PhD Thesis Defense by Camille Giacometti

Event date: November 9, 2023

Amygdala and Prefrontal Cortex anatomo- functional dialogue supporting behavioral adaptation in primates

Thursday 9th of November 2023 at 2pm, in the amphitheatre of the Institut des Epilepsies (IDEE, Bron)

Jury :

Emiliano Macaluso (President)

Sébastien Bouret

Céline Cappe

Mehdi Khamassi

Julia Sliwa

Céline Amiez (supervisor)

Fadila Hadj-Bouziane (supervisor)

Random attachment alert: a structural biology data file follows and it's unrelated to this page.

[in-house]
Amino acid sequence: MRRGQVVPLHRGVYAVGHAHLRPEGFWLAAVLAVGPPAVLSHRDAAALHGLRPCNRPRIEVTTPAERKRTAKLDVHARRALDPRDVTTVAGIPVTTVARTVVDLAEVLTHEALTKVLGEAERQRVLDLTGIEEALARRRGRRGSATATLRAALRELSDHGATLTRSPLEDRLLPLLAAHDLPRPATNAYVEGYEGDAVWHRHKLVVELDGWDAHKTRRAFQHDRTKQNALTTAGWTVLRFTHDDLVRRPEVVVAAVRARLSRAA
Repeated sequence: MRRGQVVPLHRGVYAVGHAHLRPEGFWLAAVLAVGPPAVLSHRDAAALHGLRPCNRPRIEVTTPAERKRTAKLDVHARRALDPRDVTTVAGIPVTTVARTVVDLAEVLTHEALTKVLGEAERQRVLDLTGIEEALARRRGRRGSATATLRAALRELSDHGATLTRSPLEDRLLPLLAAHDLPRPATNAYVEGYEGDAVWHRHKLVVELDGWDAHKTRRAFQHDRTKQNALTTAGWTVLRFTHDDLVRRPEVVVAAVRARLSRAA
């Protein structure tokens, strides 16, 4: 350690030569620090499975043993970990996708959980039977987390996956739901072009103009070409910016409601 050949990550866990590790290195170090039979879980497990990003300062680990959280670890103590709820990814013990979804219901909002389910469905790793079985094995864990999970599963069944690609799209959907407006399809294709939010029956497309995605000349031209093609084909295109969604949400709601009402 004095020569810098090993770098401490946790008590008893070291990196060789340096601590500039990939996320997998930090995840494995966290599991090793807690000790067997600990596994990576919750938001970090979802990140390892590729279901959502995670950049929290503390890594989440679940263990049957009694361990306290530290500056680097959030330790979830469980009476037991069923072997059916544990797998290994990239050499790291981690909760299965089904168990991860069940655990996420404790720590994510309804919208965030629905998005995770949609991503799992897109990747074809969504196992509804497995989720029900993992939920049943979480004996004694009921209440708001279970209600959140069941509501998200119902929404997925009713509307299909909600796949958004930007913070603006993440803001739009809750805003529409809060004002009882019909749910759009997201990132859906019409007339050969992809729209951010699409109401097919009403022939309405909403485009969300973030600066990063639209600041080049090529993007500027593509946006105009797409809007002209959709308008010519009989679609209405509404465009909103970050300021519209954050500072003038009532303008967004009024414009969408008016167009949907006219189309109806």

My thesis aims to explore how two crucial brain regions, the amygdala (AMG), a collection of subcortical nuclei, and the medial prefrontal cortex (mPFC), dialogue to guide behavioral adaptations in primates. Based on the literature, I highlighted three important points: 1) an expansion of one nucleus of the AMG, the lateral nucleus, in humans compared to others non-human primates, 2) the complex anatomo-functional dialogue between the heterogenous subdivisions of mPFC regions and AMG nuclei, 3) the absence of comparative studies on the functional dialogue within the AMG- mPFC network functional dialogue across primate species. The available evidence led me to hypothesized the possible existence of two distinct routes within the AMG-mPFC network that sustains behavioral adaptation and that may have diverged between macaques and humans. To test this hypothesis, I first carried out resting-state functional magnetic resonance imaging (fMRI) in humans and macaques using a similar experimental strategy to investigate the interplay between mPFC and AMG nuclei activity. My work revealed that indeed the functional connectivity of the AMG- mPFC network in macaques and humans display critical divergences that might relate to differential behavioral and emotional control abilities in line with the constraints in their respective ecological niches. Second, by means of fMRI and the development of a new adaptive task in humans, I demonstrated the engagement/disengagement of two distinct and complementary routes that sustained specific behavioral adaptation features, in line with the interplay observed at rest in the AMG-mPFC network. This thesis thus provides critical information of the nature of the dialogue in the AMG-mPFC network and its similarity and divergence between the human brain and its closest model, i.e., the macaque brain.